Moving forward, the Q&A session also brought up some interesting social media policy questions, such as whether or not it is appropriate for elected officials who leave office to keep their official titles in their Twitter handles and if official accounts such as @PressSec created by Robert Gibbs belong to him or the government. The consensus was that for accounts like @GovMikeHuckabee, keeping the “Gov” title is acceptable as a matter of protocol, but that @PressSec belongs to the office of the @WhiteHouse Press Secretary, not an individual person.

Get-Out-The-Visualizations! Social Media & Election Day

Besides Slurp140, here are a few of our favorite tools for following the election via social media that have recently come to our attention. Is there a website or tool you recommend?  Let us know!

 New York Times: The Election Will Be Tweeted (and Retweeted)

nyt_twitter_joemillerAlthough it is difficult to follow or discern the content of the incoming tweets, the side by side comparison feature is worth exploring. For instance, in the case of Joe Miller and Lisa Murkowski in Alaska, the NYT graph indicates that at least in terms of volume, the buzz around Joe Miller is significantly higher. Also worth exploring is the NYT’s use of customized Google News searches to displays recent headlines about the candidates from the NYT, Washington Post, CNN, the AP, Politico, Fox News, NPR, ANC and CBS. (If your interested in more comprehensive social and traditional media monitoring, our Impact Watch service combines media monitoring with sentiment analysis that can be branded to your organization.)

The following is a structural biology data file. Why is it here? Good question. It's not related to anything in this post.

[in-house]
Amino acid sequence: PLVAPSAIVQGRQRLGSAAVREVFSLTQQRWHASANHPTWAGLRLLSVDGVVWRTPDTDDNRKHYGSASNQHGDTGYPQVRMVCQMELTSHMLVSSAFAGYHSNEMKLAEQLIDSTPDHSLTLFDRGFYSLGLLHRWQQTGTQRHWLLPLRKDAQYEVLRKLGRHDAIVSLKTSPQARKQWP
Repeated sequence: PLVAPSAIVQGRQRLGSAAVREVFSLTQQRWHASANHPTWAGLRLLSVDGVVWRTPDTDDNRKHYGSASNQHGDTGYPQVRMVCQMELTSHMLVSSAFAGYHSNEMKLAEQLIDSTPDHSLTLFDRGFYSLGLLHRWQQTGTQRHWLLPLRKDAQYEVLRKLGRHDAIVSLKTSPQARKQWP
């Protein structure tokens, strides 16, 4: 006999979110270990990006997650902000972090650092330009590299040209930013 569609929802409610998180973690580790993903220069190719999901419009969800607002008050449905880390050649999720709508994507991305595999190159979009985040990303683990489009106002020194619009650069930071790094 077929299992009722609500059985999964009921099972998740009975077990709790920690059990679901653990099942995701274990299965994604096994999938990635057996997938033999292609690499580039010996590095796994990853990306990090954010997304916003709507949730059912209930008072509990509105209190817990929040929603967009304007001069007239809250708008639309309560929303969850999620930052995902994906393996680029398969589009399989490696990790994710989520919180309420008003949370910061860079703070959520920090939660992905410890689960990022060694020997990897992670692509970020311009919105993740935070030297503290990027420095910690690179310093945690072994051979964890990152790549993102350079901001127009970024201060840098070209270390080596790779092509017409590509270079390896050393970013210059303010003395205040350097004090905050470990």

Politics + Foursquare = GeoPollster

Location-Based Polling - GeoPollsterIn response to my 10/28 post on Foursquare’s I Voted badge, Adam Kraft of GeoPollster wrote in and informed me of GeoPollster, which allows you to cast your vote whenever you check in on Foursquare! After logging onto the GeoPollster site, you are asked to select your political party (Constitution, Democratic, Green, Libertarian or Republican) and add the GeoPollster account as a Foursquare friend.  Although so far, only 272 Fouraquare users have done so, I predict this app will soon be incredibly popular in Washington D.C. as a new front in ongoing completion between Democratic and Republican Hill staffers for domination of our local watering holes.

Facebook Ratings: Election2010

While we will soon know whether in-state Facebook fans are more valuable than out-of-state fans,  the blog All Facebook has created a nifty page that gives a quick overview of how the two primary national parties stack up on Facebook. Although it would be nice to see how all of the races stack up, we understand and appreciate how much a programming would be involved in tracking 435 House and 37 Senate campaigns.
Facebook Ratings - Election 2010Facebook Ratings - Election 2010- house and govs